Security operations · 4 MIN READ · DAN WHALEN AND PETER SILBERMAN · AUG 1, 2022 · TAGS: MDR / Tech tools
Building a security company and a corresponding product suite is a lot like building a house. If the foundational building blocks you’ve created are solid, you should have a sturdy, reliable structure. And if you decide to expand your house in the future, those great foundational building blocks will help you build out faster while maintaining the top-notch structural integrity that you developed in the first place.
Since we started our journey at Expel, we’ve believed in this. That’s why we’ve invested in creating processes and tech that ensure our Expletives aren’t burning out as we grow and that our customers don’t see a decline in the level of service they expect.
One of the features we recently built and released that helps us do all of this is something we call Alert Similarity. What is Alert Similarity, how did we get the idea for it, and how does it benefit our team of analysts (and, of course, our customers)?
How it started
Our bots, Josie and Ruxie, process millions of alerts each day, and thousands more show up on our analysts’ screens. Given this volume, it’s no surprise that many look similar to one another. For example, in a given week, our analysts typically review a few hundred alerts related to suspicious logins. If you see enough of this activity, you start to recognize common patterns and similarities (incidentally, humans are pretty good at pattern recognition).
So we asked ourselves: Is it possible to teach Josie and Ruxie the same trick? What if we were to think about alerts and their corresponding evidence as documents? Could we compare similar “documents” and apply what a human did with one “document” and suggest or recommend a next step?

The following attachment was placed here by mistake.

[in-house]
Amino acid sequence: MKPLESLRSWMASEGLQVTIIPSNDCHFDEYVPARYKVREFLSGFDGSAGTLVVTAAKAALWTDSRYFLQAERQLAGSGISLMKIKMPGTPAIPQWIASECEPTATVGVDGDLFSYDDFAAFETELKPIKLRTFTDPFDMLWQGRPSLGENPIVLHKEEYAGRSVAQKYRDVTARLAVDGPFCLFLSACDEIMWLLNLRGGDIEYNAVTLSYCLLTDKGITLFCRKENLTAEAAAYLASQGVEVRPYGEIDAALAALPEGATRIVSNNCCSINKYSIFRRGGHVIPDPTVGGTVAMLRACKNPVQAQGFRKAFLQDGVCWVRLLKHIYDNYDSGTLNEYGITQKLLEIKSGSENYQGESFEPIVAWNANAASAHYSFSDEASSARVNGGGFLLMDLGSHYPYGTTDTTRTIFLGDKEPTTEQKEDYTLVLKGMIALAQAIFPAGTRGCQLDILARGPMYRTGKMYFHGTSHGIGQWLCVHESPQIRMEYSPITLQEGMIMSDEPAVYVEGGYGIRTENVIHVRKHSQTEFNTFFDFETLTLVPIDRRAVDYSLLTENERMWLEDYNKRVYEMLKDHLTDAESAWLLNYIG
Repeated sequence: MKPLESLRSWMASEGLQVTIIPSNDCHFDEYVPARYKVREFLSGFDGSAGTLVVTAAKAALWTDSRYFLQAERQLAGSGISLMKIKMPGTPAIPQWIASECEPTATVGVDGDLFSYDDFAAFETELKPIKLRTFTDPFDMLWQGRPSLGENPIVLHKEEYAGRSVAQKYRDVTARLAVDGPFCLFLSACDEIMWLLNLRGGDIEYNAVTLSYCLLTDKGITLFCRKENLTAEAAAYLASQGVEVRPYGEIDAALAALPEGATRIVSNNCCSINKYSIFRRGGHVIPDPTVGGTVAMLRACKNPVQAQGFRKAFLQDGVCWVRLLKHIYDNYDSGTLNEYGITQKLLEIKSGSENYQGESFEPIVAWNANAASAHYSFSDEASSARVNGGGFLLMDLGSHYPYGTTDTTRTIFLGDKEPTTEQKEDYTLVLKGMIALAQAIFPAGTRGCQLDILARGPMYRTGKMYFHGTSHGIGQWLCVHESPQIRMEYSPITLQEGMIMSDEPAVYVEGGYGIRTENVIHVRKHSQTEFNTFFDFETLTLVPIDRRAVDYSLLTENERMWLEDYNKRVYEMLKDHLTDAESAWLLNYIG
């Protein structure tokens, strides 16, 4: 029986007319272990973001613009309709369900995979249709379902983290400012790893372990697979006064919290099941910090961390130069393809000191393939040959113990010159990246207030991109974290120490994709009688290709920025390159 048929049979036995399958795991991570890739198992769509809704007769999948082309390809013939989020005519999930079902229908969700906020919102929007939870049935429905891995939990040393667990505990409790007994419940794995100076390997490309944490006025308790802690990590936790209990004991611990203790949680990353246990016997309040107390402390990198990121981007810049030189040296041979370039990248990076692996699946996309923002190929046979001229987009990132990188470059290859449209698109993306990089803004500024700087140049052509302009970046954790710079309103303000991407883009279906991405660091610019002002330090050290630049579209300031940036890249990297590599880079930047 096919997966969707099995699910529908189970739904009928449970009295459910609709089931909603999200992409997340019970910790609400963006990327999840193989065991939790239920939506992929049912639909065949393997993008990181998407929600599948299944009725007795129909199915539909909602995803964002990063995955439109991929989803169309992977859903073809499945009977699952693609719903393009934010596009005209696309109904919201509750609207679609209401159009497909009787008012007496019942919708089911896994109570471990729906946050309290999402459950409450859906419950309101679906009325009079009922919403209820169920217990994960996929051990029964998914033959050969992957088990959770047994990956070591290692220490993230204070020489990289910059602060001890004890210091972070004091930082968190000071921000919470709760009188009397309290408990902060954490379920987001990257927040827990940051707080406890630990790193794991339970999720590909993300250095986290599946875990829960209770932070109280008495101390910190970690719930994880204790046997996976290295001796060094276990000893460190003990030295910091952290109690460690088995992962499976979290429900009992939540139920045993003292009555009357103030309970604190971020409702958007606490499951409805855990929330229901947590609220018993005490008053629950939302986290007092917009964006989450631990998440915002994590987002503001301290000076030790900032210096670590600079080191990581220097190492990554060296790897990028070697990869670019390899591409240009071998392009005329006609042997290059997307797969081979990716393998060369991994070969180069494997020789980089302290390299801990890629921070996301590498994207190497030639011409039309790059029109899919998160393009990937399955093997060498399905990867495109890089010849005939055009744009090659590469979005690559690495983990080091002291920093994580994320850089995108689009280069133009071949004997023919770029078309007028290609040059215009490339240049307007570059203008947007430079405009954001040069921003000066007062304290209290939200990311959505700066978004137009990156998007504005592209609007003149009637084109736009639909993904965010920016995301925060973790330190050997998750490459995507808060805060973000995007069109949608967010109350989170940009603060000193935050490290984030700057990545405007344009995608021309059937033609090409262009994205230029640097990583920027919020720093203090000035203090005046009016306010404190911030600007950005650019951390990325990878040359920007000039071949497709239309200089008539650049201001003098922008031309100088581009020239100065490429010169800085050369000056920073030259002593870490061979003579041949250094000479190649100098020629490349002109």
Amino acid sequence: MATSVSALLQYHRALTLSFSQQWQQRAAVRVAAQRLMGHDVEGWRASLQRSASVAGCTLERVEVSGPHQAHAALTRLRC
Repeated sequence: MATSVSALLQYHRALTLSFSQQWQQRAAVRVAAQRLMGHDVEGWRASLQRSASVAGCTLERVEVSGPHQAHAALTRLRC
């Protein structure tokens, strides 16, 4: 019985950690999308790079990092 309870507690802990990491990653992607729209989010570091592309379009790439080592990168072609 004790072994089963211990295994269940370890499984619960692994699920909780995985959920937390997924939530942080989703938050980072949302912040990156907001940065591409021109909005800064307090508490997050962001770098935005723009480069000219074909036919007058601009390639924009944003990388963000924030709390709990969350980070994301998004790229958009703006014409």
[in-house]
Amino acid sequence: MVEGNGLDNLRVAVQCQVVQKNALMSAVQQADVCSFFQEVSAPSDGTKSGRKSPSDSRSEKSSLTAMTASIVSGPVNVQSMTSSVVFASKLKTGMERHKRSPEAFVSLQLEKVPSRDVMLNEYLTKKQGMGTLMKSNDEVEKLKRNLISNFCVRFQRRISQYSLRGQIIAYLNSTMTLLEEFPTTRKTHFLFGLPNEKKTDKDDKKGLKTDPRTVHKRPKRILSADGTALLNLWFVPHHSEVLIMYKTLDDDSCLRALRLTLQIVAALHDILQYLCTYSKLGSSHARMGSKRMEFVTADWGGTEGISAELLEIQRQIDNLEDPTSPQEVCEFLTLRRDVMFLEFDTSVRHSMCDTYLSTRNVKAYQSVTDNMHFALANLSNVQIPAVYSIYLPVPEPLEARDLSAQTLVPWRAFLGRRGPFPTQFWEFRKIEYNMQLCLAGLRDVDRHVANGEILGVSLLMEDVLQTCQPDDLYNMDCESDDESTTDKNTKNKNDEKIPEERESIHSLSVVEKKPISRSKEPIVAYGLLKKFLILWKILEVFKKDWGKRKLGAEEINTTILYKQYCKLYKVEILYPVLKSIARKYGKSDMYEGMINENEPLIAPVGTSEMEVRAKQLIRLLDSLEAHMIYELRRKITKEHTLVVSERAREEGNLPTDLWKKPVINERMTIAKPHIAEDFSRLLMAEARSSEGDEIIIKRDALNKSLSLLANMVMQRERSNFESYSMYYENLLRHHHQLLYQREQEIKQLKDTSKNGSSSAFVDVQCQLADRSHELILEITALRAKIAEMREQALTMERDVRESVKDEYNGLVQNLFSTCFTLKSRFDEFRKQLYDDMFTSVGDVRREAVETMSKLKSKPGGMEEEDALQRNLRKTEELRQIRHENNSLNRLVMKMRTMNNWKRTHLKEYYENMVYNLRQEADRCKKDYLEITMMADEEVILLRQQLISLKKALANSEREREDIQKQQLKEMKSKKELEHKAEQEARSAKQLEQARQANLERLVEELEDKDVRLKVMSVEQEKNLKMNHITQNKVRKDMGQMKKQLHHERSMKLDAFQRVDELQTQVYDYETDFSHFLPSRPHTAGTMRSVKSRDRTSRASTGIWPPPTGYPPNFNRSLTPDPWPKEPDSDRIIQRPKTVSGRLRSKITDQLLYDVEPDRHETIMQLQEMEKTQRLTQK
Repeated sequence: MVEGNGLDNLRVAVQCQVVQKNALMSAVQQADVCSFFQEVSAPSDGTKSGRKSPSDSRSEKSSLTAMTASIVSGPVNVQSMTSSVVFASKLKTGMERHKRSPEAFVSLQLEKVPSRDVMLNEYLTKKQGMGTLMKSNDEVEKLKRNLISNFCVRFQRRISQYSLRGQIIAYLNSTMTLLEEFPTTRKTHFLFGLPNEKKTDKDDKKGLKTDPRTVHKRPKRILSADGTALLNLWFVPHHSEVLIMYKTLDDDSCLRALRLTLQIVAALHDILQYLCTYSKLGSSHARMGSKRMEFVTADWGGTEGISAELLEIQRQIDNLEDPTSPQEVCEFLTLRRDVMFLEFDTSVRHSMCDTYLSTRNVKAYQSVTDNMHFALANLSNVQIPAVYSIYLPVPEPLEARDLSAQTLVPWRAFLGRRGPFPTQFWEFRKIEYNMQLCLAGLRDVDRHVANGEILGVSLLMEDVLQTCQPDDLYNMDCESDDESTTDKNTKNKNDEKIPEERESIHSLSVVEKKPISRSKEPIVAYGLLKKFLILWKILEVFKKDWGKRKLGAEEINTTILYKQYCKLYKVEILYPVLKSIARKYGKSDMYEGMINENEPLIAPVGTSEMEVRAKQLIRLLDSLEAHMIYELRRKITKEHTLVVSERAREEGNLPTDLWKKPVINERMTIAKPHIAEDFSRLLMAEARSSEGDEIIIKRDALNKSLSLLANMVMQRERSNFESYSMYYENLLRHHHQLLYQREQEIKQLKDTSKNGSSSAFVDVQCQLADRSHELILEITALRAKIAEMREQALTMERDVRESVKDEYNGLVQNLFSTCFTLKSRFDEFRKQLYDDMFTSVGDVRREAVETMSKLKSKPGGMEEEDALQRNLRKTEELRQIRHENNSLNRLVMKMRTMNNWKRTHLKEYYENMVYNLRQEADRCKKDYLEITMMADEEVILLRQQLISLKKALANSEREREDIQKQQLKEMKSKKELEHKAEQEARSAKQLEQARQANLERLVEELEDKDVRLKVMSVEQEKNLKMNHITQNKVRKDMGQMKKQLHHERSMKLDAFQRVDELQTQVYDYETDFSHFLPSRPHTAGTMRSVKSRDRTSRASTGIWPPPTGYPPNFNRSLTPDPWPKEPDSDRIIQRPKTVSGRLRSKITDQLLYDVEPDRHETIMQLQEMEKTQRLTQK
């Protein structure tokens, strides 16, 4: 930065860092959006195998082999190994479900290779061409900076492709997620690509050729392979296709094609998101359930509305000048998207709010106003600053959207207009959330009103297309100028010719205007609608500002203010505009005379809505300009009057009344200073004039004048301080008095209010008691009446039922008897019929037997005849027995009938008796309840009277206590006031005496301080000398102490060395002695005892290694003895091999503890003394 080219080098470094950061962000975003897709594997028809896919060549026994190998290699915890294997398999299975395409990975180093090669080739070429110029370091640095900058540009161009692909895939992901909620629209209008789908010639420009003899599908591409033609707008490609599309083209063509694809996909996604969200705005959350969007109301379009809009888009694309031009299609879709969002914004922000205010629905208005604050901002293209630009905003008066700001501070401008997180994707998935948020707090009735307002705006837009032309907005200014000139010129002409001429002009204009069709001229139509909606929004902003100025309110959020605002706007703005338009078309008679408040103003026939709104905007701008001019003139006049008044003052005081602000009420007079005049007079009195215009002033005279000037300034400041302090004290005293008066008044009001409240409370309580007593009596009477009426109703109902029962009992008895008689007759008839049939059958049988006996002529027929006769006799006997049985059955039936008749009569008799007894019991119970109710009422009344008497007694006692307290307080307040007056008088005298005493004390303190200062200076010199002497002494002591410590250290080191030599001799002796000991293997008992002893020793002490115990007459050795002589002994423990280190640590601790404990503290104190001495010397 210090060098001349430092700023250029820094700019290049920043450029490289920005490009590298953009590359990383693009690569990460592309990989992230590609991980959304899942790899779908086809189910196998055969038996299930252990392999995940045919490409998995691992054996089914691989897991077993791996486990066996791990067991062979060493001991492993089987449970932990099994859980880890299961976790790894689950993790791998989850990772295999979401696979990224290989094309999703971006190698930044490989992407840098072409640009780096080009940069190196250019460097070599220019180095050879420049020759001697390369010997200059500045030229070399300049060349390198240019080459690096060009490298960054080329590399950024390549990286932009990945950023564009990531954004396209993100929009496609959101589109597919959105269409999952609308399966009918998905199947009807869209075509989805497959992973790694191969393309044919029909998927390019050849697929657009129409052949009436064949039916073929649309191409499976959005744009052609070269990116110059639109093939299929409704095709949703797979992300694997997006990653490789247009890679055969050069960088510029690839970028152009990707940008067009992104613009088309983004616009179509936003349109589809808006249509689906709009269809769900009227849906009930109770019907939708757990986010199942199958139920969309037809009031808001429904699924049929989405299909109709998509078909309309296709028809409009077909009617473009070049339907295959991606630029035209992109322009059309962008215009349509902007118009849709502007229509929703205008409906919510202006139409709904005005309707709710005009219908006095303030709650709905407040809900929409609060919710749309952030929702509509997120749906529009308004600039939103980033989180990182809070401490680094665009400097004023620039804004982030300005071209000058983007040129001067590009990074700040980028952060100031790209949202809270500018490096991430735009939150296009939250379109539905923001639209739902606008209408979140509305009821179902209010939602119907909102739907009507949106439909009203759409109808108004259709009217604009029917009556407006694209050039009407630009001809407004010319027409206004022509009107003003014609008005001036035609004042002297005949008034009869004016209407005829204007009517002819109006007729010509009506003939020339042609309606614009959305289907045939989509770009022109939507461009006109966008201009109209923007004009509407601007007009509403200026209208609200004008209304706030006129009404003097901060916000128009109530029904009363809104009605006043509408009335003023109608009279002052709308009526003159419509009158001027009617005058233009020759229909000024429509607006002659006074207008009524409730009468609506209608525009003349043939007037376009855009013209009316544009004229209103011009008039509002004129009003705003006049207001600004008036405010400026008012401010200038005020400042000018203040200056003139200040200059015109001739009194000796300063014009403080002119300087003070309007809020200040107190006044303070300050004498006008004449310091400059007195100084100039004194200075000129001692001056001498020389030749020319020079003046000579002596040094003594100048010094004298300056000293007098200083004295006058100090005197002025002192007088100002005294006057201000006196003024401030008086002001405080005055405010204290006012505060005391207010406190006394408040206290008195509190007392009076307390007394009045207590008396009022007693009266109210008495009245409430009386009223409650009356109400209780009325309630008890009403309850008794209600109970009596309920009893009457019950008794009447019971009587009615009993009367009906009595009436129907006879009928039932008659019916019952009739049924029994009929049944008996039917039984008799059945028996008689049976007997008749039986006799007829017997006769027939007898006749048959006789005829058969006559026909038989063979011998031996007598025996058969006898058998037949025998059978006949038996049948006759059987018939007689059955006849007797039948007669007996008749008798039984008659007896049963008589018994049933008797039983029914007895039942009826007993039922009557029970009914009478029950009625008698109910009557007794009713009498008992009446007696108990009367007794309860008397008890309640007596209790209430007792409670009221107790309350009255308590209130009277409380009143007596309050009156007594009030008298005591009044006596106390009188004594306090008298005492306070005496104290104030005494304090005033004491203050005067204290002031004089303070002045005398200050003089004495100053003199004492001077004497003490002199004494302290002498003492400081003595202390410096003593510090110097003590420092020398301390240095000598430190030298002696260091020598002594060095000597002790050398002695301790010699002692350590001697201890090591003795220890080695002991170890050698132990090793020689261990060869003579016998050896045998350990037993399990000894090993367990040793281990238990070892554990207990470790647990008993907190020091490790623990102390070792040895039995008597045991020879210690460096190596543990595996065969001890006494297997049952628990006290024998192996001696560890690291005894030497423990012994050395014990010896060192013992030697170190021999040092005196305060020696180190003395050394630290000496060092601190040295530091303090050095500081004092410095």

Our hunch: comparing alerts to past activity (and corresponding outcomes) can provide valuable situational awareness.
Imagine that our analysts identify a security incident on a Monday morning. Chris in accounting fell victim to a phishing attack ー their credentials were stolen and had to be reset. On Thursday night, a different analyst is reviewing a new alert for Alice that looks similar. The situational awareness of what happened a few days ago and what the outcome was helps the analyst make the right decision for Alice’s incident.
This is a simple example, but here’s where it gets really interesting: Imagine you’re a security provider employing a distributed team of analysts who monitor many different environments, nearly a hundred different security technologies, and respond to many different kinds of activity. The pattern recognition that analysts are innately good at starts to break down with constant context switching ー you can only expect a person to commit and recall so much information. By teaching our bots to recognize and surface similar alerts and their associated outcomes, we can let our analysts focus on what they do best: judgment and relationships.
The result? We can improve quality and scale at the same time.
This is how our Alert Similarity experiment was born.
What is Alert Similarity, anyway?
In short, Alert Similarity is a feature of Expel Workbench that helps us make high quality decisions at scale. We accomplish this by applying document similarity techniques to the security alerts we process – think of this as teaching our bots to recognize patterns and similarities between alerts. As a result, Ruxie can helpfully surface relevant historical context during alert triage, including a recommended action based on the decisions we’ve made for similar activity in the past.